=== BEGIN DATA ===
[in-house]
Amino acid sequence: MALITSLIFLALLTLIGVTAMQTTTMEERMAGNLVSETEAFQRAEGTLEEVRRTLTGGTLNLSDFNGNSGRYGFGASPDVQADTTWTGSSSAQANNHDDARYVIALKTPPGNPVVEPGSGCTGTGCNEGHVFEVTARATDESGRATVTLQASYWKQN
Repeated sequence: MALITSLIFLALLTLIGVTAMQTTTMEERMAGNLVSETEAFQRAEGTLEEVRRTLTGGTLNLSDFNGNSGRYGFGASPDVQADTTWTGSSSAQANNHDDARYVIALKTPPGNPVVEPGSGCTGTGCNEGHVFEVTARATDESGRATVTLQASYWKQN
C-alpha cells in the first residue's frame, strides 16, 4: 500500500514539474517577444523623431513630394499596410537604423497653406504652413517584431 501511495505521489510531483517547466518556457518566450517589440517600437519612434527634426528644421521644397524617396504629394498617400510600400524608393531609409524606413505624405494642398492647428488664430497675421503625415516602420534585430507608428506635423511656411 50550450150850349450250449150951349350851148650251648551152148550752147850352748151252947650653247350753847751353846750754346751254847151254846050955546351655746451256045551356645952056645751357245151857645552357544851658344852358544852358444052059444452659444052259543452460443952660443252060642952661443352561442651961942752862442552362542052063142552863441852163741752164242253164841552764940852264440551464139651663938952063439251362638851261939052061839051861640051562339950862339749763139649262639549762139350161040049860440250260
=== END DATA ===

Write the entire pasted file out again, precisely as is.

[in-house]
Amino acid sequence: MALITSLIFLALLTLIGVTAMQTTTMEERMAGNLVSETEAFQRAEGTLEEVRRTLTGGTLNLSDFNGNSGRYGFGASPDVQADTTWTGSSSAQANNHDDARYVIALKTPPGNPVVEPGSGCTGTGCNEGHVFEVTARATDESGRATVTLQASYWKQN
Repeated sequence: MALITSLIFLALLTLIGVTAMQTTTMEERMAGNLVSETEAFQRAEGTLEEVRRTLTGGTLNLSDFNGNSGRYGFGASPDVQADTTWTGSSSAQANNHDDARYVIALKTPPGNPVVEPGSGCTGTGCNEGHVFEVTARATDESGRATVTLQASYWKQN
C-alpha cells in the first residue's frame, strides 16, 4: 500500500514539474517577444523623431513630394499596410537604423497653406504652413517584431 501511495505521489510531483517547466518556457518566450517589440517600437519612434527634426528644421521644397524617396504629394498617400510600400524608393531609409524606413505624405494642398492647428488664430497675421503625415516602420534585430507608428506635423511656411 50550450150850349450250449150951349350851148650251648551152148550752147850352748151252947650653247350753847751353846750754346751254847151254846050955546351655746451256045551356645952056645751357245151857645552357544851658344852358544852358444052059444452659444052259543452460443952660443252060642952661443352561442651961942752862442552362542052063142552863441852163741752164242253164841552764940852264440551464139651663938952063439251362638851261939052061839051861640051562339950862339749763139649262639549762139350161040049860440250260